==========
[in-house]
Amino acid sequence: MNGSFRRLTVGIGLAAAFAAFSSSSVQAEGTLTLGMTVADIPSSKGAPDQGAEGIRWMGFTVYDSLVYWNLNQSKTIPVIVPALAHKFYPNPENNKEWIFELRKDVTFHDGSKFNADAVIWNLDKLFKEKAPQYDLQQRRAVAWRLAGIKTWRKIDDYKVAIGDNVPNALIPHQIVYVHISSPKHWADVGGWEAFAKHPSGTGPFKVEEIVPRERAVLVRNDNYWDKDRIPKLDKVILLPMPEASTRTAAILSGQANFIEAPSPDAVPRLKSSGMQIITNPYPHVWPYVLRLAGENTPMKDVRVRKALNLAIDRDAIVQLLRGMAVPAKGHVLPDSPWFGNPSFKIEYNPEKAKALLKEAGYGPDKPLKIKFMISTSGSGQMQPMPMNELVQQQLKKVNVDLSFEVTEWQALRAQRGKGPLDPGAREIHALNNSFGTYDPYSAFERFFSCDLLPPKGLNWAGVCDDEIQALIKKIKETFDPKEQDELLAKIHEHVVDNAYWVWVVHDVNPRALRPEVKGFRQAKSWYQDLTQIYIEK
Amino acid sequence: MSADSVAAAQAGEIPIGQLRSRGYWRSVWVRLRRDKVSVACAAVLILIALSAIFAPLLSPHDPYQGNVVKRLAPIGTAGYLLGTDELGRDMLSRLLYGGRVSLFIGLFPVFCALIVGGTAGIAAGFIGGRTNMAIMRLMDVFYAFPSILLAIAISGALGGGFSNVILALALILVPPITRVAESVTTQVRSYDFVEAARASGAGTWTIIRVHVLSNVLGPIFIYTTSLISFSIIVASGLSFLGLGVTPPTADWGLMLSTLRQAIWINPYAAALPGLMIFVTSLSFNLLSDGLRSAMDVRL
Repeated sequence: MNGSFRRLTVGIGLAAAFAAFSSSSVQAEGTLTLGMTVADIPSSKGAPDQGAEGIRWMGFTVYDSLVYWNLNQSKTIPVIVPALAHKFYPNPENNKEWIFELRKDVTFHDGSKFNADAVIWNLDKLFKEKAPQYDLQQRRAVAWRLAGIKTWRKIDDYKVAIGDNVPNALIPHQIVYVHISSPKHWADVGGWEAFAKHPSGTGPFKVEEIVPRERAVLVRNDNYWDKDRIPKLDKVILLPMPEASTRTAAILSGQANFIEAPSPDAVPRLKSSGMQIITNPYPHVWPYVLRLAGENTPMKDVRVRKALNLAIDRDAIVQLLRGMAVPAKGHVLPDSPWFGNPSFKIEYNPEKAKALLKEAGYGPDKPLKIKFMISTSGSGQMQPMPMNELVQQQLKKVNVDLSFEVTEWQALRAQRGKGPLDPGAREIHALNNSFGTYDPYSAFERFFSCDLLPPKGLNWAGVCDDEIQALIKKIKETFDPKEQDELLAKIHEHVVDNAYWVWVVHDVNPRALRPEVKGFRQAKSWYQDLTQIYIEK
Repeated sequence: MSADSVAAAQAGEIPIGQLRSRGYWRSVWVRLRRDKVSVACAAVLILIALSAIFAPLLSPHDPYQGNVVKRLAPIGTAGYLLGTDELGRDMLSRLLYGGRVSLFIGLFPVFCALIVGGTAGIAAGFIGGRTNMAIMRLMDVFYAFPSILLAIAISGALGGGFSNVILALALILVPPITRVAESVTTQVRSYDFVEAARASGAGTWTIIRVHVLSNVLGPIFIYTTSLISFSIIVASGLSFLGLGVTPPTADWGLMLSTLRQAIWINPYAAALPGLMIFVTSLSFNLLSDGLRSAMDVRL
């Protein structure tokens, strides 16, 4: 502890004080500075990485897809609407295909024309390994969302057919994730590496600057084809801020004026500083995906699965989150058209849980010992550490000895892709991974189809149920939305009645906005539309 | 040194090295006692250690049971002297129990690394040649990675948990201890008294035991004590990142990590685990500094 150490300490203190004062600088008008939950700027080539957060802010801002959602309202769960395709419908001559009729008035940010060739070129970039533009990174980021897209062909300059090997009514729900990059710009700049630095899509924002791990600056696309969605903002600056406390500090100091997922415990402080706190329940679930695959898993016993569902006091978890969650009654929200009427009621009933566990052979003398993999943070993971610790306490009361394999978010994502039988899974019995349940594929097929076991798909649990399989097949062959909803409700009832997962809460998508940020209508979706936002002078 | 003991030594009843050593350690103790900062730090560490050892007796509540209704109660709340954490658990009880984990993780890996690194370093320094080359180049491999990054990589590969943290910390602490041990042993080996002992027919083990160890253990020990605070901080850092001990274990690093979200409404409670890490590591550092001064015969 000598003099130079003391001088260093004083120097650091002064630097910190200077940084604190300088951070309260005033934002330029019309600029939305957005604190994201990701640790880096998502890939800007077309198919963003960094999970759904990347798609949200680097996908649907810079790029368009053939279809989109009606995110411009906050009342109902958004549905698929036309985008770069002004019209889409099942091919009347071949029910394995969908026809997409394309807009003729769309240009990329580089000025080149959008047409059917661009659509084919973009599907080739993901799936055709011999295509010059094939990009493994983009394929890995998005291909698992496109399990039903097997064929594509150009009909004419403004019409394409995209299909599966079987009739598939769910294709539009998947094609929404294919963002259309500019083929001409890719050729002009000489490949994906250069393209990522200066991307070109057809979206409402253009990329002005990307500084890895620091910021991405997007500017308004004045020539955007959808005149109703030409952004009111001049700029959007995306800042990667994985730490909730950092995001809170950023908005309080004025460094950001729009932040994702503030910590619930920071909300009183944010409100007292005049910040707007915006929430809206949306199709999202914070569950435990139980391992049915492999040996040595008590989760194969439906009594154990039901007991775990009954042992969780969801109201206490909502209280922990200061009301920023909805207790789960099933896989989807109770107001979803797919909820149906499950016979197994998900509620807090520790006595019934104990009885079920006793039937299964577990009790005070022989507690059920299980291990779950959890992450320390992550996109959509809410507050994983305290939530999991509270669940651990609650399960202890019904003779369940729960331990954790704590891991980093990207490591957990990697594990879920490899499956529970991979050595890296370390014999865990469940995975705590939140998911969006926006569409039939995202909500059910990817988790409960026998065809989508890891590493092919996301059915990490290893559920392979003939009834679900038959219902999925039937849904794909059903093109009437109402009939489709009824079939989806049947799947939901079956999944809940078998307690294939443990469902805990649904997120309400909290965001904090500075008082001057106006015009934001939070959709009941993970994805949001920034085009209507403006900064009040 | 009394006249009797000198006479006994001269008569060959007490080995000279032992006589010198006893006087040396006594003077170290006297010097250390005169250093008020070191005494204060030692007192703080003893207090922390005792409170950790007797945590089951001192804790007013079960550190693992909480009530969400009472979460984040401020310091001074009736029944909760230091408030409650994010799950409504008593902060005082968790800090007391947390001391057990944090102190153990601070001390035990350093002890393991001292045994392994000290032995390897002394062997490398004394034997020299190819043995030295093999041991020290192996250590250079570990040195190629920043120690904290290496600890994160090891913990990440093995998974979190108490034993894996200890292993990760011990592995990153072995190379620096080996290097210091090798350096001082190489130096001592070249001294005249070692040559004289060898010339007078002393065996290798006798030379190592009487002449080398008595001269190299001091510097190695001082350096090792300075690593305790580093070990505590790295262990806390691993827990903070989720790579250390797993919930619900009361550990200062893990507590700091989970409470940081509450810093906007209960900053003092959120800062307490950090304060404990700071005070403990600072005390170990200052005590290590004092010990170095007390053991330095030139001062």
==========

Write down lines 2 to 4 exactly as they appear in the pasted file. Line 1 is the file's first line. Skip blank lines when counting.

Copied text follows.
Amino acid sequence: MNGSFRRLTVGIGLAAAFAAFSSSSVQAEGTLTLGMTVADIPSSKGAPDQGAEGIRWMGFTVYDSLVYWNLNQSKTIPVIVPALAHKFYPNPENNKEWIFELRKDVTFHDGSKFNADAVIWNLDKLFKEKAPQYDLQQRRAVAWRLAGIKTWRKIDDYKVAIGDNVPNALIPHQIVYVHISSPKHWADVGGWEAFAKHPSGTGPFKVEEIVPRERAVLVRNDNYWDKDRIPKLDKVILLPMPEASTRTAAILSGQANFIEAPSPDAVPRLKSSGMQIITNPYPHVWPYVLRLAGENTPMKDVRVRKALNLAIDRDAIVQLLRGMAVPAKGHVLPDSPWFGNPSFKIEYNPEKAKALLKEAGYGPDKPLKIKFMISTSGSGQMQPMPMNELVQQQLKKVNVDLSFEVTEWQALRAQRGKGPLDPGAREIHALNNSFGTYDPYSAFERFFSCDLLPPKGLNWAGVCDDEIQALIKKIKETFDPKEQDELLAKIHEHVVDNAYWVWVVHDVNPRALRPEVKGFRQAKSWYQDLTQIYIEK
Amino acid sequence: MSADSVAAAQAGEIPIGQLRSRGYWRSVWVRLRRDKVSVACAAVLILIALSAIFAPLLSPHDPYQGNVVKRLAPIGTAGYLLGTDELGRDMLSRLLYGGRVSLFIGLFPVFCALIVGGTAGIAAGFIGGRTNMAIMRLMDVFYAFPSILLAIAISGALGGGFSNVILALALILVPPITRVAESVTTQVRSYDFVEAARASGAGTWTIIRVHVLSNVLGPIFIYTTSLISFSIIVASGLSFLGLGVTPPTADWGLMLSTLRQAIWINPYAAALPGLMIFVTSLSFNLLSDGLRSAMDVRL
Repeated sequence: MNGSFRRLTVGIGLAAAFAAFSSSSVQAEGTLTLGMTVADIPSSKGAPDQGAEGIRWMGFTVYDSLVYWNLNQSKTIPVIVPALAHKFYPNPENNKEWIFELRKDVTFHDGSKFNADAVIWNLDKLFKEKAPQYDLQQRRAVAWRLAGIKTWRKIDDYKVAIGDNVPNALIPHQIVYVHISSPKHWADVGGWEAFAKHPSGTGPFKVEEIVPRERAVLVRNDNYWDKDRIPKLDKVILLPMPEASTRTAAILSGQANFIEAPSPDAVPRLKSSGMQIITNPYPHVWPYVLRLAGENTPMKDVRVRKALNLAIDRDAIVQLLRGMAVPAKGHVLPDSPWFGNPSFKIEYNPEKAKALLKEAGYGPDKPLKIKFMISTSGSGQMQPMPMNELVQQQLKKVNVDLSFEVTEWQALRAQRGKGPLDPGAREIHALNNSFGTYDPYSAFERFFSCDLLPPKGLNWAGVCDDEIQALIKKIKETFDPKEQDELLAKIHEHVVDNAYWVWVVHDVNPRALRPEVKGFRQAKSWYQDLTQIYIEK